CEO: Mutual Dollar Bank still raising capital with $6.2 billion in assets
In the banking world, Dollar Bank is a standout.
Dollar, which held its annual meeting on Thursday, is unusual because it's a mutual organization owned by its depositors, not stockholders.
The bank is also large for a mutual with 62 branches and about $6.2 billion in assets, making it the Pittsburgh region's third-largest retail bank.
The past three years have been "the worst economic environment since the Great Depression," CEO Robert Oeler told the 10 people attending yesterday's meeting at the bank's Downtown headquarters. All but one of the attendees were bank employees.
Dollar Bank was not forced to take government aid to ensure its survival during the recession like larger competitors.
"We've still been able to raise capital" during the tough times, Oeler said.
Dollar's core capital level is 10.6 percent of assets, well above regulators' 6 percent minimum. A bank's capital is a cushion of money held above what is owed to depositors.
For the year ended Nov. 30, Dollar's net income was "slightly above" the $40.1 million recorded last fiscal year, based on unaudited figures, Oeler said. Loans increased 8.8 percent.
"Our ongoing strength and size allows us to reinvest in our communities," he said, noting the bank recently renewed its sponsorship of the Dollar Bank Three Rivers Arts Festival.
"We never jumped into (subprime) lending," said Oeler, who became CEO in 2007 and has been with Dollar for 39 years. "So we never had to fall back and regroup" like other banks burned by bad home loans.
Dollar has 35 branches in the seven-county Pittsburgh region and a total of 62 branches in Ohio and Pennsylvania. The bank has opened five branches in this region in the past two years, the latest in July 2010 on Fifth Avenue in Oakland. It plans to add a branch in the Cleveland suburb of Beachwood in January.
"They are in a class by themselves. Not many mutuals are Dollar's size," said Arnold Danielson, chairman of Danielson Associates, a bank consultant in Bethesda, Md.
Massachusetts and Maryland have the largest concentrations of mutual banks and savings and loans, he said.
Western Pennsylvania is home to 59 retail banks and savings and loans. Eleven of them are mutual organizations, making this region somewhat unusual, Danielson said. None of the others in the region has more than a couple of branches.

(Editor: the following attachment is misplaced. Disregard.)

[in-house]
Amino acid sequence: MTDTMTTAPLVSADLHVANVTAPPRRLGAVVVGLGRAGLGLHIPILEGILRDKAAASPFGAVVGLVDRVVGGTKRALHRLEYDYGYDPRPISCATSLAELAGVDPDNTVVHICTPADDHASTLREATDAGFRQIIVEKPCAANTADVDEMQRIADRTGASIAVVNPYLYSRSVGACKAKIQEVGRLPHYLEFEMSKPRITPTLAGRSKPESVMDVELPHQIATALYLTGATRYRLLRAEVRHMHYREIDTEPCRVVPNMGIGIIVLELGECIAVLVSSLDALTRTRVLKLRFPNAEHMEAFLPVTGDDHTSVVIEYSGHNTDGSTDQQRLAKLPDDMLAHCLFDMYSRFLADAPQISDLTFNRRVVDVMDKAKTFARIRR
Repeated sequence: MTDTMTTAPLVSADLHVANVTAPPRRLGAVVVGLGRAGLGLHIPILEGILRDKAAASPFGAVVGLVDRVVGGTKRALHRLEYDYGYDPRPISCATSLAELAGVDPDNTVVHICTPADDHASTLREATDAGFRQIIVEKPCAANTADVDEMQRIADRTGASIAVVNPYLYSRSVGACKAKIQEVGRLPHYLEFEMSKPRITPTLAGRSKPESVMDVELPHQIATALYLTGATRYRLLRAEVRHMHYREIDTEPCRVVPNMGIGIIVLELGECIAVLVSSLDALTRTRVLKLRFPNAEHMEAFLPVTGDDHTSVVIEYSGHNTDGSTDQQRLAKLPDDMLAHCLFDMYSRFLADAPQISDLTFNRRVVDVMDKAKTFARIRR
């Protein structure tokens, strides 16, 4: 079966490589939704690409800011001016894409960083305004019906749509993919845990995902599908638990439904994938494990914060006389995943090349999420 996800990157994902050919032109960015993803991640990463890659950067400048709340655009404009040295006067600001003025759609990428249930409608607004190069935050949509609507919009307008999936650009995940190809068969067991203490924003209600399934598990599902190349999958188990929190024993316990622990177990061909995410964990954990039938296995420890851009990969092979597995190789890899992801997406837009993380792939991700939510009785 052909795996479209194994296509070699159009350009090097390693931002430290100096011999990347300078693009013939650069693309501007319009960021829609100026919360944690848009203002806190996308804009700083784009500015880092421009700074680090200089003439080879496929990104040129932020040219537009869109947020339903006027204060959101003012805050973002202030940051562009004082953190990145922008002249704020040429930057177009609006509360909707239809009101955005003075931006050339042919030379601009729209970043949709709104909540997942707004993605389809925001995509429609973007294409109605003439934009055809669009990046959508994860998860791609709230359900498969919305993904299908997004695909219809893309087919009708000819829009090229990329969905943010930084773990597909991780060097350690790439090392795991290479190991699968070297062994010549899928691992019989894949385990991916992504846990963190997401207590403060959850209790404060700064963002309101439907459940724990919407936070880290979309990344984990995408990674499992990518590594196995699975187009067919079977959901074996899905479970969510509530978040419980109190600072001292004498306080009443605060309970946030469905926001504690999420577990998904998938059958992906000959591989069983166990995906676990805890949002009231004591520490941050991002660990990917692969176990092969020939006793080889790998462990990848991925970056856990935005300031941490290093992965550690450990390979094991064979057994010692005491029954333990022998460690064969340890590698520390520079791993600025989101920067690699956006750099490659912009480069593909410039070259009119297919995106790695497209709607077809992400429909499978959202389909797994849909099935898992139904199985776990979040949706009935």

Mutuals "are a dying breed," he said.
Many have converted to stock institutions over the years, especially from about 2000 to 2006. Many mutuals, including some in this region, converted to stock ownership because "going public" during a healthy stock market generated lots of capital, Danielson said.
The only depositor at yesterday's meeting was Malcolm Nimick, 48, of Edgeworth. A lifelong depositor, he said he would vote "no" if Dollar ever decided to convert to stock ownership.
"The value of a mutual savings bank is immeasurable and an asset to this city," said Nimick, whose father was Dollar's chairman from the 1950s until the 1980s. "It doesn't have to live by quarterly numbers and bend to the whims of Wall Street analysts, so it can make good long-term decisions."
Dollar has no plans to convert to stock ownership, said bank spokesman Jim Carroll Jr.
Separately, Oeler said Dollar would have its iconic, life-sized lions sculpted in brownstone back on their perches in February. The lion sculptures, each weighing about 13,000 pounds, were removed in September 2009 to be restored.
The pair will be placed back at the Fourth Avenue branch Downtown over the weekend of Feb. 18 and 19 -- but inside the lobby, not outside astride the steps, where they stood for the first 138 years.
Show commenting policy
TribLive commenting policy
You are solely responsible for your comments and by using TribLive.com you agree to our Terms of Service.
We moderate comments. Our goal is to provide substantive commentary for a general readership. By screening submissions, we provide a space where readers can share intelligent and informed commentary that enhances the quality of our news and information.
While most comments will be posted if they are on-topic and not abusive, moderating decisions are subjective. We will make them as carefully and consistently as we can. Because of the volume of reader comments, we cannot review individual moderation decisions with readers.
We value thoughtful comments representing a range of views that make their point quickly and politely. We make an effort to protect discussions from repeated comments either by the same reader or different readers.
We follow the same standards for taste as the daily newspaper. A few things we won't tolerate: personal attacks, obscenity, vulgarity, profanity (including expletives and letters followed by dashes), commercial promotion, impersonations, incoherence, proselytizing and SHOUTING. Don't include URLs to Web sites.
We do not edit comments. They are either approved or deleted. We reserve the right to edit a comment that is quoted or excerpted in an article. In this case, we may fix spelling and punctuation.
We welcome strong opinions and criticism of our work, but we don't want comments to become bogged down with discussions of our policies and we will moderate accordingly.
We appreciate it when readers and people quoted in articles or blog posts point out errors of fact or emphasis and will investigate all assertions. But these suggestions should be sent via e-mail. To avoid distracting other readers, we won't publish comments that suggest a correction. Instead, corrections will be made in a blog post or in an article.